Much like previous entries in Supermassive’s catalog, House of Ashes is a character driven story, and with each character’s fate being decided by your gameplay, the developers really needed some strong characters to draw you in. They found them in CIA officer Rachel King (Ashley Tisdale), her husband Eric King, USMC Force Recon marines first lieutenant Jason Kolchek (Paul Zinno), sergeant Nick Kay (Moe Jeudy-Lamour), and Iraqi Army lieutenant Salim Othman (Nick Tarabay). Each character has their own unique traits that can be altered by decisions made during the gameplay. Will they be cautious or jump right into a bad situation? Will they think with their heart or rely on common sense? Will your decisions get them killed, or return them to safety? Will they always think of themselves first or be more altruistic?

The gameplay and interactions between the characters not only drew me in, but also connected me to them. So much so, that I didn’t want them to die and found myself playing through the game several times to reach that desired outcome. When we were first introduced to the Iraqi LT, we saw him as a father and family man with teenager problems, but his first encounter with the other characters saw him as an enemy combatant, on the other end of a war and the business end of a gun. Can you swallow the anger of war and work with someone that was previously shooting at you, knowing he’s not just a soldier but also a father, simply following the orders of someone higher ranked? These are the types of questions that the game asks, and your decisions will completely determine the outcome of everyone involved.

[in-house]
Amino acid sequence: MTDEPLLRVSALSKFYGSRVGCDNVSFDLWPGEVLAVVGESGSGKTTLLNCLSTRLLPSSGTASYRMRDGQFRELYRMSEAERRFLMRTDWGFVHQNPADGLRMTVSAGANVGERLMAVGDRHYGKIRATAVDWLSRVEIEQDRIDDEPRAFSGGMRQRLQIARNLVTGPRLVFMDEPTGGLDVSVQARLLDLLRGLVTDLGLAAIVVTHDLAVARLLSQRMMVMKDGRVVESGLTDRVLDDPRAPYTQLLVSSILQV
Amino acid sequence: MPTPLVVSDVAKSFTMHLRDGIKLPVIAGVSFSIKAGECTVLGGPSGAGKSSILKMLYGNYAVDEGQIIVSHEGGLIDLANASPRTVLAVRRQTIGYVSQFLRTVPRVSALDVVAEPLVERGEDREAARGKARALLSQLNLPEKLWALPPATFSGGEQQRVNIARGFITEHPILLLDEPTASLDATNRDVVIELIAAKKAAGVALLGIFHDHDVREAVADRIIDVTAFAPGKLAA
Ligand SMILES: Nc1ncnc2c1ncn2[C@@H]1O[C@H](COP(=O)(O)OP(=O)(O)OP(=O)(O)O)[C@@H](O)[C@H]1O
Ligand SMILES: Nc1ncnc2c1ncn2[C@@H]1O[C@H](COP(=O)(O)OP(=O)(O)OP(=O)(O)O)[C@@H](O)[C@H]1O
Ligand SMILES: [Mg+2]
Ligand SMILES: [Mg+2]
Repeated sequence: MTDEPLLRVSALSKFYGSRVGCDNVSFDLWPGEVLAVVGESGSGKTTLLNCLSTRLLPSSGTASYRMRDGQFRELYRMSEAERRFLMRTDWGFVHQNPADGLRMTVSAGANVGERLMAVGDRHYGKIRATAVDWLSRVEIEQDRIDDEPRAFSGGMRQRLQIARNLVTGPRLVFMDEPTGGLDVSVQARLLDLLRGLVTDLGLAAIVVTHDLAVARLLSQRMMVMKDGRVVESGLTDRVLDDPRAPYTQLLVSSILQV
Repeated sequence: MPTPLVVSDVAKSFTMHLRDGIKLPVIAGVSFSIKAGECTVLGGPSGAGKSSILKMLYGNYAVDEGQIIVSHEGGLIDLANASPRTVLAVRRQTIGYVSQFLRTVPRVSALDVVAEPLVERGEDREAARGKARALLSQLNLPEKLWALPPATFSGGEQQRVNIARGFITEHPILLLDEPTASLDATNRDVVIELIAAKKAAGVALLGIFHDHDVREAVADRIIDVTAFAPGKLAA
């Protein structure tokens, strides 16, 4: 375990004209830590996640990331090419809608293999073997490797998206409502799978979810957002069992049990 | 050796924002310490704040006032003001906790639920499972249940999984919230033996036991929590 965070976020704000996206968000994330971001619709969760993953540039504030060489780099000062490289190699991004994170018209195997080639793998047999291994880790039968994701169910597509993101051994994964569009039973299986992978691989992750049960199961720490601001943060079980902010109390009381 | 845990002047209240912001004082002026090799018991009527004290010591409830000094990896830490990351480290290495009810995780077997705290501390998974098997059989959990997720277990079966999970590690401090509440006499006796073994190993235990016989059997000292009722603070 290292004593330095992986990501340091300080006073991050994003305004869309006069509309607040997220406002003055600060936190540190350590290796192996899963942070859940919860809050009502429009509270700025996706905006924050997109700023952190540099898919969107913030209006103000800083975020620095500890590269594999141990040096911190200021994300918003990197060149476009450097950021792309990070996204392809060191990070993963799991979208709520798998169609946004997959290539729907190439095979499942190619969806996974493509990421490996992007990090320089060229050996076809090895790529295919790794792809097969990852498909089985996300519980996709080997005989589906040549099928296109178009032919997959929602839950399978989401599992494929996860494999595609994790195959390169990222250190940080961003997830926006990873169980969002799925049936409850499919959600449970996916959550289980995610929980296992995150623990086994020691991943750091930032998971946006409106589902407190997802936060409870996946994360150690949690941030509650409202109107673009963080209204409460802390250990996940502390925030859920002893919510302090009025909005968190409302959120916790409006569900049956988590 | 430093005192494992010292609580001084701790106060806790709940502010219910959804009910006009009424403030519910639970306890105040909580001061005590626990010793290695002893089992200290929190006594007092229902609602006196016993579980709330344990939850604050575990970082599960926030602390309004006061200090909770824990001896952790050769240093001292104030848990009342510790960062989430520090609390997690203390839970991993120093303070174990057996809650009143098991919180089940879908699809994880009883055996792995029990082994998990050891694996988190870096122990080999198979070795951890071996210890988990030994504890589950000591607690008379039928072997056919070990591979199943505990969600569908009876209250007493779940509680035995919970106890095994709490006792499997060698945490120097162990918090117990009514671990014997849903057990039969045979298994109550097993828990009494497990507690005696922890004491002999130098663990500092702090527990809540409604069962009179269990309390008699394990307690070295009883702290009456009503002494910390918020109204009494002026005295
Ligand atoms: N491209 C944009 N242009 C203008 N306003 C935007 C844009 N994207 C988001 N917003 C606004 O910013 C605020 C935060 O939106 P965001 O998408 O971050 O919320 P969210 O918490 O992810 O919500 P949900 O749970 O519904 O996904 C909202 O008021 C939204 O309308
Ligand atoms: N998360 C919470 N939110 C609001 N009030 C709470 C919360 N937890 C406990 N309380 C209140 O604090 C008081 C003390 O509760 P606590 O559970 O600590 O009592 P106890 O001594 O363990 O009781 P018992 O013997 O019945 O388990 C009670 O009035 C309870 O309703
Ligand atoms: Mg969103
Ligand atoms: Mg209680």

The Dark Pictures Anthology: House of Ashes Review – Multiple Endings

House of Ashes has an unbelievable number of story arcs and over 60 unique deaths, all determined by the choices and outcomes of your gameplay. The ending you reach is then determined by who lives and who dies throughout the game. The curator has a candelabra with five candles, all lit when you start the game, representing the life-light that is each character. Keeping those candles lit became my main goal during my first two playthroughs, and I even took notes on my phone so I could remember my decisions. Quick Time Events also come into play, but unlike previous games, you can change the difficulty of these so as to give yourself a better chance of success. Failing can be non-existent, but you may find that sometimes failure is your best option. Some of the QTEs may also trigger a moral dilemma, and passing or failing will be your choice, with the outcome possibly having repercussions down the road.